Thursday, June 19, 2014

A Paris Apartment by Michelle Gable

First Line: She only wanted to get out of town.

April Vogt's boss at Sotheby's makes her day. When he tells his continental furniture expert about an apartment in Paris's ninth arrondissement that has been discovered after having been untouched for seventy years, April can't wait to get over there to take a look at the treasures the apartment may contain. It also helps that she needs distance from her philandering husband.

Once in Paris, April quickly learns that the apartment is a gold mine; not only for its furniture and other priceless objects, but for the letters and journals she finds that were written by the very same woman in the breathtaking (and previously unknown) Boldini portrait in the salon. Soon April's days are filled with furniture appraisals and reading about the life of one of Paris's celebrated Belle Epoque courtesans. The more she learns about the courtesan's life, the more she examines her own life-- until she realizes she must stop ignoring her problems if she wants her own happy ending.

I'd been following news articles about an apartment in Paris that had been discovered only after the rent stopped being paid. When the doors to the residence were opened, it was learned that these rooms had been untouched for seventy years-- and were a veritable treasure trove of antiques and ephemera (like the dozens and dozens of calling cards that the author used to put together a sort of cast of characters for this book). When I learned that Michelle Gable had written a book using this very same apartment at its heart, I couldn't wait to read it.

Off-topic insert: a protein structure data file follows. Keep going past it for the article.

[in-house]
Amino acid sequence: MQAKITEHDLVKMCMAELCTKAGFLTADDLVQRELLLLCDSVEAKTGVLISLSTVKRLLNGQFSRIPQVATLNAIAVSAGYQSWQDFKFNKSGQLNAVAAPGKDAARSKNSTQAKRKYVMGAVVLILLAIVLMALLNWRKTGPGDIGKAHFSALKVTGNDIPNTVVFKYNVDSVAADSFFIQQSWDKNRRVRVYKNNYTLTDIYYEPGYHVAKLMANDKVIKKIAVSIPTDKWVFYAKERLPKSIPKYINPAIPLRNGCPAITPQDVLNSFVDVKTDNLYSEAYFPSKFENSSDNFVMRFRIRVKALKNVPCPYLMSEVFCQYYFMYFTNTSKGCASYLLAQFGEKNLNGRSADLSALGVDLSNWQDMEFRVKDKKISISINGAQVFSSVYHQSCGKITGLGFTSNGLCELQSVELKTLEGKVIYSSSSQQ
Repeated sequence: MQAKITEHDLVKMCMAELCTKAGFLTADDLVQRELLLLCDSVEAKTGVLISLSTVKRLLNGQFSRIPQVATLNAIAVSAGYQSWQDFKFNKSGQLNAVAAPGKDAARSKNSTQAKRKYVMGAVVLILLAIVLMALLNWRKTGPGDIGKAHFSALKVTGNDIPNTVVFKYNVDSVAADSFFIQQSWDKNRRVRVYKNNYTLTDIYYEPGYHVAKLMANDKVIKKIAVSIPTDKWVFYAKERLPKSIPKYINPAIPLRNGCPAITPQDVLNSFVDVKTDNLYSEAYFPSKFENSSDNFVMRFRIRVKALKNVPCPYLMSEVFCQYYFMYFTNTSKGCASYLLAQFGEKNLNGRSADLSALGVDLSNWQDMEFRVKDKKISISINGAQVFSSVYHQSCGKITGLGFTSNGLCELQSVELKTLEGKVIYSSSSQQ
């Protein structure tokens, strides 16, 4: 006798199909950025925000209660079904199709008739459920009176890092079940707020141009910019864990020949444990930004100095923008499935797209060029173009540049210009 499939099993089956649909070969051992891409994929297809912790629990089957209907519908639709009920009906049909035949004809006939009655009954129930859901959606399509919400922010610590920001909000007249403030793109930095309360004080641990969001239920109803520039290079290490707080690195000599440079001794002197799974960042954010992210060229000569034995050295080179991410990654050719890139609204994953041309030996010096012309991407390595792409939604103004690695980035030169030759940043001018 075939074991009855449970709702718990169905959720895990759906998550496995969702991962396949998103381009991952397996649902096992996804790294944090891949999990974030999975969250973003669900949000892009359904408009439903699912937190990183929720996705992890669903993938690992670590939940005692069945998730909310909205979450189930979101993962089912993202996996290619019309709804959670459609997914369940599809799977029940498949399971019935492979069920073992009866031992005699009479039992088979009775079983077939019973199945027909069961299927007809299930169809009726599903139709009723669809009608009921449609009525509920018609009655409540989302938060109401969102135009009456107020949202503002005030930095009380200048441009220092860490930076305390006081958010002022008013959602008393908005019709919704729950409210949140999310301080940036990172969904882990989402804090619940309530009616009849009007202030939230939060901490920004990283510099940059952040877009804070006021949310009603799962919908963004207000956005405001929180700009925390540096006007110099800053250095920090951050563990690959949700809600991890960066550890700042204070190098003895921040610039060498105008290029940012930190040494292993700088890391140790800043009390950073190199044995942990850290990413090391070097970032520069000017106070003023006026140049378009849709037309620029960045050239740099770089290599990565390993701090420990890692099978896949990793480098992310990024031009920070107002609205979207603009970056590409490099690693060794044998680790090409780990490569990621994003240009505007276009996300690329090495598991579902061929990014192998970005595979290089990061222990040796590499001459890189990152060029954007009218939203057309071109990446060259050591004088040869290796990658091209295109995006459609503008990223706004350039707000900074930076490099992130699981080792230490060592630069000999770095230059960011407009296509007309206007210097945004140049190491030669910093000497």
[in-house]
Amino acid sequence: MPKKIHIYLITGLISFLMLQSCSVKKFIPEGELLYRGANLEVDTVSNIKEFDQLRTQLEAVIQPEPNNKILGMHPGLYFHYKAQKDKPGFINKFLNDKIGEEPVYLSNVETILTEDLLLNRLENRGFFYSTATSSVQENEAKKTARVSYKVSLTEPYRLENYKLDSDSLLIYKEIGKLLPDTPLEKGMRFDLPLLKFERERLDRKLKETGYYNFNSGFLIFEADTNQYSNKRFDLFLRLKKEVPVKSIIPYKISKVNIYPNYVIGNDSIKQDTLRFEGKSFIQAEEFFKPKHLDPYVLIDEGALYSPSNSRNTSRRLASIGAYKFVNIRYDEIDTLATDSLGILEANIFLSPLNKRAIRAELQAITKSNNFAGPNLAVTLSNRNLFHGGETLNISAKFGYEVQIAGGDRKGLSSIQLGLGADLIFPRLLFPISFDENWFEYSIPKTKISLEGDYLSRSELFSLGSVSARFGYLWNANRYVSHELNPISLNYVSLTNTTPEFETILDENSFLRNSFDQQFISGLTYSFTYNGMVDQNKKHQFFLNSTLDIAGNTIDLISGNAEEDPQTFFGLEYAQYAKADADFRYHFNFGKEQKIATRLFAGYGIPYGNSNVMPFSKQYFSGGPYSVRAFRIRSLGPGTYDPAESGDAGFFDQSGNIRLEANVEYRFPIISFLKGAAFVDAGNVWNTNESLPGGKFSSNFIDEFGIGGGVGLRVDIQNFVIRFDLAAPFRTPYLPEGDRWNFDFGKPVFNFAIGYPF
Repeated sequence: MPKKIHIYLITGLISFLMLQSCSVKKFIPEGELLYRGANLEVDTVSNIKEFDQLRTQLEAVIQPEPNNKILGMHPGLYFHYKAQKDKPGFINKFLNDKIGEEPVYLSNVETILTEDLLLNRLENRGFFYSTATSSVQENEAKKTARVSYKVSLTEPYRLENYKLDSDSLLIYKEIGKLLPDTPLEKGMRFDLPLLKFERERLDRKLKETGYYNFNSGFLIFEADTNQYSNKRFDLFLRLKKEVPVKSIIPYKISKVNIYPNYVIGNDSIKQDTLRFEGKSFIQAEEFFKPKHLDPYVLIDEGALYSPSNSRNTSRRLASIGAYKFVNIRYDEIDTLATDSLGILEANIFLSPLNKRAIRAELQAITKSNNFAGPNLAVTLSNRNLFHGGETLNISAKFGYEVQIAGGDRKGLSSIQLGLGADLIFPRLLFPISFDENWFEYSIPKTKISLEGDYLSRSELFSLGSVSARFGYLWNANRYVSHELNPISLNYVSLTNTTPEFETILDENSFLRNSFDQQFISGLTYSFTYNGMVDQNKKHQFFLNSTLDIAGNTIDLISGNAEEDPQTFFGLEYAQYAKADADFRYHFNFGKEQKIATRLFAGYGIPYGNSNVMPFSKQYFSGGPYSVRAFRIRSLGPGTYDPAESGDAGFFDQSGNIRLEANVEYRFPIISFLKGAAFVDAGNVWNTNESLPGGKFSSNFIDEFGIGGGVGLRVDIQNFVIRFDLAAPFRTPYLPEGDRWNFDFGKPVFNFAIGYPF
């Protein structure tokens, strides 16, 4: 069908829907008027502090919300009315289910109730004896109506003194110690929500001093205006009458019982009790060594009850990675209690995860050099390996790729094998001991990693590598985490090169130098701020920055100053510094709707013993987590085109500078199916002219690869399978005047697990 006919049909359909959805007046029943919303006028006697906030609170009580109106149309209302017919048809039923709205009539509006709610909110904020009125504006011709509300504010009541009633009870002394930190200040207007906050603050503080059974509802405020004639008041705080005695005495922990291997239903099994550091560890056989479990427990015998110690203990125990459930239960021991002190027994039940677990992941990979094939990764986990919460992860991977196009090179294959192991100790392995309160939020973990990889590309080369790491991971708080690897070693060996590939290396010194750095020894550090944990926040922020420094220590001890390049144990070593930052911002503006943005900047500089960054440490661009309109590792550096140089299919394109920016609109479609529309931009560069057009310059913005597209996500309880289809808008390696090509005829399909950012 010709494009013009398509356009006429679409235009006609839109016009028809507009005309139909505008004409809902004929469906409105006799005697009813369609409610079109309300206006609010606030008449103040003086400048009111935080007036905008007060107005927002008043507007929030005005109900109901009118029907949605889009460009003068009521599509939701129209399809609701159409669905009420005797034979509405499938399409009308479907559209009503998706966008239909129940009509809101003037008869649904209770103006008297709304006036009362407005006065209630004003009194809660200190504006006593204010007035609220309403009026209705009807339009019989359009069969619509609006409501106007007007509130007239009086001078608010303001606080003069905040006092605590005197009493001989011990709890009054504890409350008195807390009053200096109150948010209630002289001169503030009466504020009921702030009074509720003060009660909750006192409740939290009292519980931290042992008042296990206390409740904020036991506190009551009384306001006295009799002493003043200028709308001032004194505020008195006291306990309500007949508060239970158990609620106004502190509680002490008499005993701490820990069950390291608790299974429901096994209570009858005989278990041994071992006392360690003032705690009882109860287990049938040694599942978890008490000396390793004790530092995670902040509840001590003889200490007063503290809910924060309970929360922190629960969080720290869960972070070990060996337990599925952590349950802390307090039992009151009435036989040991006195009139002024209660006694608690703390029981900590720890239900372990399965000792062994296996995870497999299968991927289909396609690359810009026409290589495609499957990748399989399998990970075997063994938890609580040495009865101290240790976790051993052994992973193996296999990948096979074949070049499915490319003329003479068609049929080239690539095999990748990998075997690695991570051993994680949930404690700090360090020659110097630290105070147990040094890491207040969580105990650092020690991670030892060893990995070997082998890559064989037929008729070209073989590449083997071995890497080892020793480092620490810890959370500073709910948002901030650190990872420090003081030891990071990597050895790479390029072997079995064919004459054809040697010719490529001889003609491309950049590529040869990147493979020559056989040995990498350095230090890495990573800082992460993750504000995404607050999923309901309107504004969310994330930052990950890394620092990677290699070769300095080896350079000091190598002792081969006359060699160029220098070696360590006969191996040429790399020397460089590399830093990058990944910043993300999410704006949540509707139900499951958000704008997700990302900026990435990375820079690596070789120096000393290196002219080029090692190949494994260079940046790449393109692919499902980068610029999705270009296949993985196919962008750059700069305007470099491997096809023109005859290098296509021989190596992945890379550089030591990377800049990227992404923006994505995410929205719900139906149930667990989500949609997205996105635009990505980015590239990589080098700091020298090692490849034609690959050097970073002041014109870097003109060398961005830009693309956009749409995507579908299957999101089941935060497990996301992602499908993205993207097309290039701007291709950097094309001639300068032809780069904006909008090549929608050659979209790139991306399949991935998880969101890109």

The segments describing many of the items found in the apartment sparkled and made me feel as though I were present at some wonderful archaeological discovery. Equally strong was the story line involving the courtesan who owned the apartment and wrote the letters and journals found by the appraiser. Marthe de Florian is a fully fleshed figure, one that a reader can empathize with and even condemn on occasion.

The story line that really didn't hold up its end was the modern one of April Vogt. She's pursued by a Parisian lawyer while doing her best to avoid her husband, who once cheated on her. Granted, there's not much new and exciting in a tale like that, but I didn't mind it. What I did mind was April's character. She has every appearance of traveling through her life with blinders on... as though she believes there's only one side to every story. Her willful blindness soon began to annoy me, which meant that I took respite in Marthe de Florian's story. And how wonderful it is that there's so much more to this book than April!

A Paris Apartment by Michelle Gable
ISBN: 9781250048738
Thomas Dunne Books © 2014
Hardcover, 384 pages

Fiction, Standalone
Rating: B
Source: Purchased at The Poisoned Pen 


  1. Long ignored, hidden away dwellings seems to be a theme :-)). I'm sorry this was a bit disappointing in the character development of the modern day protagonist. That might be enough to keep from reading it. Thanks for the review of this and the one before it, Cathy. Intriguing. I, too, have been following the story of the Parisian apartment that is essentially a time capsule.

    1. It seems we both are intrigued by secret rooms. :-)

  2. Cathy - Oh, I do like a story where we uncover another, past, story. That plot point always gets me. Like you I look for strong and well-rounded characters. But still, this looks like a decent read.


Thank you for taking the time to make a comment. I really appreciate it!